US: FBI, the Manufactured “Official Story”, and “Manufacturing Terrorists”

[The Official Story as told by FBI spokespeople, and repeated by the uncritical media, is “White House defends FBI query into Boston suspect (Associated Press, 22 April 2013) — The White House is defending the FBI’s performance in its 2011 inquiry into Tamerlan Tsarnaev (tsahr-NEYE’-ehv) one of the suspects in the Boston Marathon bombings….White House spokesman Jay Carney says it’s clear that the FBI followed up on information it received about Tsarnaev. He says the FBI interviewed him and his relatives and didn’t find any domestic or foreign terrorism activity…..The Russian FSB intelligence security service told the FBI in early 2011 about information that Tsarnaev was a follower of radical Islam. The FBI says it conducted interviews and provided the results in the summer of 2011. The bureau says it also checked U.S. government databases and other information to look into his telephone communications, possible use of radical online sites, personal associations, and travel and education history.”  But, given the history of COINTELPRO, and of post-911 FBI entrapment schemes and political Islamophobic campaigns, many are skeptical of the official story.  Was the Boston Marathon bombing either an FBI-manufactured-jihad or an event which was FBI-known but not prevented, for political reasons?  Has any major news media demanded the FBI records including the Tsarnaev files, the FBI agent/interviewer and “Tsarnaev handler” notes?  The corporate media has been such a loyal and uncritical, un-investigative propagandist for the ever-changing and offically manufactured story, it is important to take a look at sharply critical views and background, such as these given below. — Frontlines ed.]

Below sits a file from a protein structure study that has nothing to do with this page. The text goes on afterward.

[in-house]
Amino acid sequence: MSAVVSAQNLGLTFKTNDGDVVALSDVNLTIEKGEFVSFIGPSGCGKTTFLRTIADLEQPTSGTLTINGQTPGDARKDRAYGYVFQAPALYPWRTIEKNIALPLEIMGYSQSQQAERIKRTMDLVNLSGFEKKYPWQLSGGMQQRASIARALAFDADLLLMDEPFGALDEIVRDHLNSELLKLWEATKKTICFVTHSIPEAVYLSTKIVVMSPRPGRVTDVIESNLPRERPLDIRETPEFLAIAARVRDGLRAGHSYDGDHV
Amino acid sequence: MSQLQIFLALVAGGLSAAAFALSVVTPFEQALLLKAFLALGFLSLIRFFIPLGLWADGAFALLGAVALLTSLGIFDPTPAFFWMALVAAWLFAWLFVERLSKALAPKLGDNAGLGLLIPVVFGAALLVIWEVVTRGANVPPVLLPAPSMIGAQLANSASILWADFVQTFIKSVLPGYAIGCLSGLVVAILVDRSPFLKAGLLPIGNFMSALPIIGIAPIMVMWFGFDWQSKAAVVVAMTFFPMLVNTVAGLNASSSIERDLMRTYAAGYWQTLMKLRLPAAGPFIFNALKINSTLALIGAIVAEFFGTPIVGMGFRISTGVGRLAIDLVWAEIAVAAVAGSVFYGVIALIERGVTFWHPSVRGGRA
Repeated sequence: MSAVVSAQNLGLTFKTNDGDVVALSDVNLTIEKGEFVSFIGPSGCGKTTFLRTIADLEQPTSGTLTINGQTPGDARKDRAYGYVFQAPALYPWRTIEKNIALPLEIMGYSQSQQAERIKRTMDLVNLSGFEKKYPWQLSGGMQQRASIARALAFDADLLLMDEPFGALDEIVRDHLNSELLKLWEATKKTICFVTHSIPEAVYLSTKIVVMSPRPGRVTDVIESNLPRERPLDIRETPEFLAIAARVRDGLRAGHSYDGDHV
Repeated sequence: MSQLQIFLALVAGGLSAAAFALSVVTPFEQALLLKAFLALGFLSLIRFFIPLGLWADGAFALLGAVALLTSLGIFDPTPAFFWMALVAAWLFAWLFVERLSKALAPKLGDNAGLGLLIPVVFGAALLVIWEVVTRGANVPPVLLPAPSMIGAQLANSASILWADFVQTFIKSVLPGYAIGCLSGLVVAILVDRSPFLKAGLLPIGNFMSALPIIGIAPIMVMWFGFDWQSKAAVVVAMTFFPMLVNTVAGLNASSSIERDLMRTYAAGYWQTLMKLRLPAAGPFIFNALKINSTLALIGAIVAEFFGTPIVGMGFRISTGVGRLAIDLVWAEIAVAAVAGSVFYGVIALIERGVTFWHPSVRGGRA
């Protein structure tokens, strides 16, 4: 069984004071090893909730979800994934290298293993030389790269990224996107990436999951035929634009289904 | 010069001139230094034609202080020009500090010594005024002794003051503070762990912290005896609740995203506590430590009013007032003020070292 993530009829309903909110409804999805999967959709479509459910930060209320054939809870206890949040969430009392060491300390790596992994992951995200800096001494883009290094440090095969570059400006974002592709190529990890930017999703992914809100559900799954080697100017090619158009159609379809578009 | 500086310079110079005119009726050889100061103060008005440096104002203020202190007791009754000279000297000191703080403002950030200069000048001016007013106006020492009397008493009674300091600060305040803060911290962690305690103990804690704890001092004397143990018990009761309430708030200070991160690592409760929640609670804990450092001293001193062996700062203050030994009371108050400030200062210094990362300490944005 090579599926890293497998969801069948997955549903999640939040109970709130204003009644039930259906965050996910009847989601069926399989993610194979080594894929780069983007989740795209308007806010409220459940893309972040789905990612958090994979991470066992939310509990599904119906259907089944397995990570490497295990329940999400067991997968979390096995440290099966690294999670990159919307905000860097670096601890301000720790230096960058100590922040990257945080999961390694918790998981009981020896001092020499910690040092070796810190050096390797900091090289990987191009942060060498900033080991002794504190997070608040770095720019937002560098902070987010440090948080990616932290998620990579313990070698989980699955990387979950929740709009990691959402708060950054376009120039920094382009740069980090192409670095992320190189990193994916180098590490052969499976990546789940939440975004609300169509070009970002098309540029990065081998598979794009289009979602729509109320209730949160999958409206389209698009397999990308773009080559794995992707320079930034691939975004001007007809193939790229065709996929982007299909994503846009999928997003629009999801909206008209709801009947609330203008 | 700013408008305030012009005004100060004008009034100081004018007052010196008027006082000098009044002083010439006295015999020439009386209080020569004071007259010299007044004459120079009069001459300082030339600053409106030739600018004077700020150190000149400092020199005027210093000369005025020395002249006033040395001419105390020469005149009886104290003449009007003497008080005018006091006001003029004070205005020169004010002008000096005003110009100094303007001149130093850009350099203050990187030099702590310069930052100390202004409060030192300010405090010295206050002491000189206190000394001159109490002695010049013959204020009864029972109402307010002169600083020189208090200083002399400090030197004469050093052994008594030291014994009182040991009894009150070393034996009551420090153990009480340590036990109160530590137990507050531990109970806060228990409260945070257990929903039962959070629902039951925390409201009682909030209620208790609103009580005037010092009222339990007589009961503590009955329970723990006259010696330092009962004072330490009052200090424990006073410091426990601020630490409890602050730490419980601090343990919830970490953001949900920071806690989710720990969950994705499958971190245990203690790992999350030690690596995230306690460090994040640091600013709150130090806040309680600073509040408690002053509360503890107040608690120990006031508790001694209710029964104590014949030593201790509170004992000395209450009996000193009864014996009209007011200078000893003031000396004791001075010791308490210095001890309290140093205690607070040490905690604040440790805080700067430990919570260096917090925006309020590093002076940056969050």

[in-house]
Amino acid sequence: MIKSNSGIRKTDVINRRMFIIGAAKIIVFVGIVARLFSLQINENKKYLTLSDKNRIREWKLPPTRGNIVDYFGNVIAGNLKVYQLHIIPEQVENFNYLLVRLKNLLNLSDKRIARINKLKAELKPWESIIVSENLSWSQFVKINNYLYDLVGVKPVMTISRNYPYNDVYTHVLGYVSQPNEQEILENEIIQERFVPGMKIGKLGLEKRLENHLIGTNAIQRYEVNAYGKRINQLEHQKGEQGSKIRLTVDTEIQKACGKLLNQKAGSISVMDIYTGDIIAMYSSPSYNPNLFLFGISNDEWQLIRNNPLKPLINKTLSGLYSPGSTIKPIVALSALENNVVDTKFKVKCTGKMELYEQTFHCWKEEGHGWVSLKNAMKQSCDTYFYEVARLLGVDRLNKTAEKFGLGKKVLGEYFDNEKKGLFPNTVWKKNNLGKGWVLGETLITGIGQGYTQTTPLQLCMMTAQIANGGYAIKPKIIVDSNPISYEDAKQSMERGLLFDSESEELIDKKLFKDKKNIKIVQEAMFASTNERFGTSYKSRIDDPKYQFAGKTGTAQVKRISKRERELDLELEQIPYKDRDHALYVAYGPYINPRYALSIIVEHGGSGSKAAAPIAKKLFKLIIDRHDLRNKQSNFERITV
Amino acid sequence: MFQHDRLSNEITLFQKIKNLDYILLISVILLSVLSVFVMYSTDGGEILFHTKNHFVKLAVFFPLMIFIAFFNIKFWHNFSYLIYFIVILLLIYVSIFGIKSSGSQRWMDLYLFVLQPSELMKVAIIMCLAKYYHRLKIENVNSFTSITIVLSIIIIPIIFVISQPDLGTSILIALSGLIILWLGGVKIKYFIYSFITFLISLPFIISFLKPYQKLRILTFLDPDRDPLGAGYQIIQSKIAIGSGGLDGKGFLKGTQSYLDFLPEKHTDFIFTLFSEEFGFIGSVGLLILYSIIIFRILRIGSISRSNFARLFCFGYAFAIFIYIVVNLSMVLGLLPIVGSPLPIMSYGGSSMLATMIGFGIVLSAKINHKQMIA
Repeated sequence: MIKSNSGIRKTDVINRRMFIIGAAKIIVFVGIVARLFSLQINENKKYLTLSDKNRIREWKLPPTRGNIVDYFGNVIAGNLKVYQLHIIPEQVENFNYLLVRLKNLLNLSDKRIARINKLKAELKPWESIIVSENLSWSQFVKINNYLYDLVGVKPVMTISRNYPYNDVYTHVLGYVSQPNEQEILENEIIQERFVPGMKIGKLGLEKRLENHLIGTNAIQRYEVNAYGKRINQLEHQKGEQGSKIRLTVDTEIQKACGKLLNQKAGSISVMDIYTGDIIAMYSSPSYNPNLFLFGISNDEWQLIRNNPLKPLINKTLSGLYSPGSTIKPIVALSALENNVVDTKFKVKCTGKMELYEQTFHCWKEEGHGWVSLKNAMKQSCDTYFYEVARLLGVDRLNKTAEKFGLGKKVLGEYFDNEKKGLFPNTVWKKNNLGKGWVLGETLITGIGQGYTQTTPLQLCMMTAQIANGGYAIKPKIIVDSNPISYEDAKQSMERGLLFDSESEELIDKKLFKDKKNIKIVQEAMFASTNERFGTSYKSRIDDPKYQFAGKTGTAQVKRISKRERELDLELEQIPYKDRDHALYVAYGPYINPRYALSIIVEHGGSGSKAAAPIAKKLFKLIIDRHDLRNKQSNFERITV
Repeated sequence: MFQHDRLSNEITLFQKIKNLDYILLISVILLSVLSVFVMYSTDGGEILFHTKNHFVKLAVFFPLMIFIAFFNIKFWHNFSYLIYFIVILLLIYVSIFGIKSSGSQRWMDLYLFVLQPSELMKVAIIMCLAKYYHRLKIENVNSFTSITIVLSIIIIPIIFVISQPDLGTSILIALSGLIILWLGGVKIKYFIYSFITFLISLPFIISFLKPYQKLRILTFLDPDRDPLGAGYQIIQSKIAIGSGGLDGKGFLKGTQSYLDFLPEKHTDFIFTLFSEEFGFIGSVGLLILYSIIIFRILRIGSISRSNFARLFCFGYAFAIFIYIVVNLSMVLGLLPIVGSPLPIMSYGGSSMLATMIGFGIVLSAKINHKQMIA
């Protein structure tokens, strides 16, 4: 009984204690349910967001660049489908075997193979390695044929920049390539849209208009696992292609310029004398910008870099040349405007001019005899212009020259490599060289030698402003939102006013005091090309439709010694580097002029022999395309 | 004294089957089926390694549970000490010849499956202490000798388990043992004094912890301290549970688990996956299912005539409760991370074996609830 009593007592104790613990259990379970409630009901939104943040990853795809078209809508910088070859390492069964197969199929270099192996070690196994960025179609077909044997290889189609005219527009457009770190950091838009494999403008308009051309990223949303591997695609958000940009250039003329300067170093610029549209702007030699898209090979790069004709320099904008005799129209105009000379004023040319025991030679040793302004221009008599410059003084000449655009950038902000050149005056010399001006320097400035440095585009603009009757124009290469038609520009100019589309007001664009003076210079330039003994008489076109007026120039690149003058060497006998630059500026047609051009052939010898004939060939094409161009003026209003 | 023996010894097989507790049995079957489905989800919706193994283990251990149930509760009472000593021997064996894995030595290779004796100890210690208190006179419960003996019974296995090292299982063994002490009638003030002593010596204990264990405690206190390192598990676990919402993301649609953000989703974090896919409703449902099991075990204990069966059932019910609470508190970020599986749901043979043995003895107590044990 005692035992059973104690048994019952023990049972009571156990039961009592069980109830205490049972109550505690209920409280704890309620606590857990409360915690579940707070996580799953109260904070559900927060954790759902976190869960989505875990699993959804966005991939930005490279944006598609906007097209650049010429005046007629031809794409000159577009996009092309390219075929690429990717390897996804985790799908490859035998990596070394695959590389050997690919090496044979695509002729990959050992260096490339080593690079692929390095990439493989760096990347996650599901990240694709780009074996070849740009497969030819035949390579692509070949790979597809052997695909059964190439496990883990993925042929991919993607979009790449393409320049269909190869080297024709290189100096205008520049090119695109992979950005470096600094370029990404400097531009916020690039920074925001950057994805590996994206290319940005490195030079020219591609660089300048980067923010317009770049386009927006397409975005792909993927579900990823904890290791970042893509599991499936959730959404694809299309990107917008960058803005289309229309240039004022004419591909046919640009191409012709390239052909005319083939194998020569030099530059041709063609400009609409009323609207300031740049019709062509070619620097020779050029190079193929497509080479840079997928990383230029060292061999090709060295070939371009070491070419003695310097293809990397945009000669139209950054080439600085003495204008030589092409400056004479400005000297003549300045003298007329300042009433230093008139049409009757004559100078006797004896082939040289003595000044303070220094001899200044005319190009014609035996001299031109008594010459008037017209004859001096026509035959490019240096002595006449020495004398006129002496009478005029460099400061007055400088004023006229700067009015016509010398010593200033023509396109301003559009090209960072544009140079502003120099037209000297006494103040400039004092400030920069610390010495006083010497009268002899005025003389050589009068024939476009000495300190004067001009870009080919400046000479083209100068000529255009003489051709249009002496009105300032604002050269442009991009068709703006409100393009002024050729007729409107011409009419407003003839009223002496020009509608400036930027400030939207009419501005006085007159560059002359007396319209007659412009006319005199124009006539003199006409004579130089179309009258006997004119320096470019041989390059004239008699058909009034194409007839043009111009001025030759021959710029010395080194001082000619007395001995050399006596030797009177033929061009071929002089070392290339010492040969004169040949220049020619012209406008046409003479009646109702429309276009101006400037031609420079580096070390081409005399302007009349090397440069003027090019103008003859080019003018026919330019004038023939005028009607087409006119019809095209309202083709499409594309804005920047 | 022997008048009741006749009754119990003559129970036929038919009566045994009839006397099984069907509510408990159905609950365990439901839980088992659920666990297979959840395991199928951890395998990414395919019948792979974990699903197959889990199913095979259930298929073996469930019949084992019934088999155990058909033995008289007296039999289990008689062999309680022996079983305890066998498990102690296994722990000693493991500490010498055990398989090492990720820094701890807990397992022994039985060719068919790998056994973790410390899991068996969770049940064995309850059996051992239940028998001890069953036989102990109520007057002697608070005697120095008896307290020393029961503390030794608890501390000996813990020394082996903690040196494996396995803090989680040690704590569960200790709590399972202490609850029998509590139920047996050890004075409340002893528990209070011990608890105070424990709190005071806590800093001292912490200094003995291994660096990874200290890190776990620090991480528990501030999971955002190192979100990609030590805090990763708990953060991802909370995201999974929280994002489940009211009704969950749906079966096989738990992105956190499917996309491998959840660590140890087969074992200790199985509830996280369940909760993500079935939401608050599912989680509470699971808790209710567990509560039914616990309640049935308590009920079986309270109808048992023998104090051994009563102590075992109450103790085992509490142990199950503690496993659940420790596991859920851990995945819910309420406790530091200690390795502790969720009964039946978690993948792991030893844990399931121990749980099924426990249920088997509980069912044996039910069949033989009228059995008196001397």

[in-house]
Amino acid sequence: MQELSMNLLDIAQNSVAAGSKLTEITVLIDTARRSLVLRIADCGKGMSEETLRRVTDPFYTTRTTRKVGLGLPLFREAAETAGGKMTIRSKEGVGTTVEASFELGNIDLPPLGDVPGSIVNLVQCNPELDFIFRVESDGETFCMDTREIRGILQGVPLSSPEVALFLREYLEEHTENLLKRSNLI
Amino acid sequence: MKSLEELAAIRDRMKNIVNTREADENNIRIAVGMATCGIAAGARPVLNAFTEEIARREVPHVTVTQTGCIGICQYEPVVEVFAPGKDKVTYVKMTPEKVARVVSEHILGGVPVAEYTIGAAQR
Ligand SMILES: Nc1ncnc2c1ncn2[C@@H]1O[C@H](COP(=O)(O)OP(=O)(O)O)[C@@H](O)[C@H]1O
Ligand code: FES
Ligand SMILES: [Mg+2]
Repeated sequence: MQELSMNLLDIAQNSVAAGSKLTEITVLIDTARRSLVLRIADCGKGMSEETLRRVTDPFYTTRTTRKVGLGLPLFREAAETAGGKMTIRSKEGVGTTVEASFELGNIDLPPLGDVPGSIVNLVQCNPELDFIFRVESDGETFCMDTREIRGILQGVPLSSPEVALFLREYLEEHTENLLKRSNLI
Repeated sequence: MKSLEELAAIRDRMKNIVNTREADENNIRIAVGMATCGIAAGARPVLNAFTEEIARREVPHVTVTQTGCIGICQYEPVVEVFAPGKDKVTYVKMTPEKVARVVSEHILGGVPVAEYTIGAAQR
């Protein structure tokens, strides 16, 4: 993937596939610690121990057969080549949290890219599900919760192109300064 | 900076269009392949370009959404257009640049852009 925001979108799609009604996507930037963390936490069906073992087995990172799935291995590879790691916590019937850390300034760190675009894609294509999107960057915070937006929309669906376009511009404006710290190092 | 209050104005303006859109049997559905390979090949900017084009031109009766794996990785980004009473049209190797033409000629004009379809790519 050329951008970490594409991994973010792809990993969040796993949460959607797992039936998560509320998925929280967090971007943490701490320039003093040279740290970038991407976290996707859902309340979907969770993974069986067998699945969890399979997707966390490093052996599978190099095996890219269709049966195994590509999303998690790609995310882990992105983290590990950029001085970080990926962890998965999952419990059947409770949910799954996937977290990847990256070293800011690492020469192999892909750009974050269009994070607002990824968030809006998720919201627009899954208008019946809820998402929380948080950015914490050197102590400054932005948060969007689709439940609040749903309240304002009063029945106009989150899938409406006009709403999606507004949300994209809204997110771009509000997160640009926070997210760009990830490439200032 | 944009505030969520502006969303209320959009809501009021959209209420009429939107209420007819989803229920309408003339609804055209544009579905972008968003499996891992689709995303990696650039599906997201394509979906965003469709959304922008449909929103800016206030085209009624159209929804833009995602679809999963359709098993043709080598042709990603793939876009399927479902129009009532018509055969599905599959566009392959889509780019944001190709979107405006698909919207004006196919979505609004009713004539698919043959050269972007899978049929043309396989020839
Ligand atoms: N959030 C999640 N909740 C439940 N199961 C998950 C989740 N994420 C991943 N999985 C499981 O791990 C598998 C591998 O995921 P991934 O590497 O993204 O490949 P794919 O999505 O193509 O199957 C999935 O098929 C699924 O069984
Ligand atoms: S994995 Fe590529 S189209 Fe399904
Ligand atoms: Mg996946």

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The Official Tsarnaev Story Makes No Sense

by Craig Murray – April 22, 2013

There are gaping holes in the official story of the Boston bombings.

We are asked to believe that Tamerlan Tsarnaev was identified by the Russian government as an extremist Dagestani or Chechen Islamist terrorist, and they were so concerned about it that in late 2010 they asked the US government to take action. At that time, the US and Russia did not normally have a security cooperation relationship over the Caucasus, particularly following the Russian invasion of Georgia in 2008. For the Russians to ask the Americans for assistance, Tsarnaev must have been high on their list of worries.

In early 2011 the FBI interview Tsarnaev and trawl his papers and computers but apparently – remarkably for somebody allegedly radicalised by internet – the habitually paranoid FBI find nothing of concern.

So far, so weird. But now this gets utterly incredible. In 2012 Tamerlan Tsarnaev, who is of such concern to Russian security, is able to fly to Russia and pass through the airport security checks of the world’s most thoroughly and brutally efficient security services without being picked up. He is then able to proceed to Dagestan – right at the heart of the world’s heaviest military occupation and the world’s most far reaching secret police surveillance – again without being intercepted, and he is able there to go through some form of terror training or further Islamist indoctrination. He then flies out again without any intervention by the Russian security services. Continue reading

Historian challenges exaggerated claims and twisted “history” about Black Panthers’ self-defense program

Countering Subversion– Black Panther Scholarship, Popular History, and the Richard Aoki Controversy

By Donna Jean Murch, October 2012 issue of Perspectives on History, American Historical Review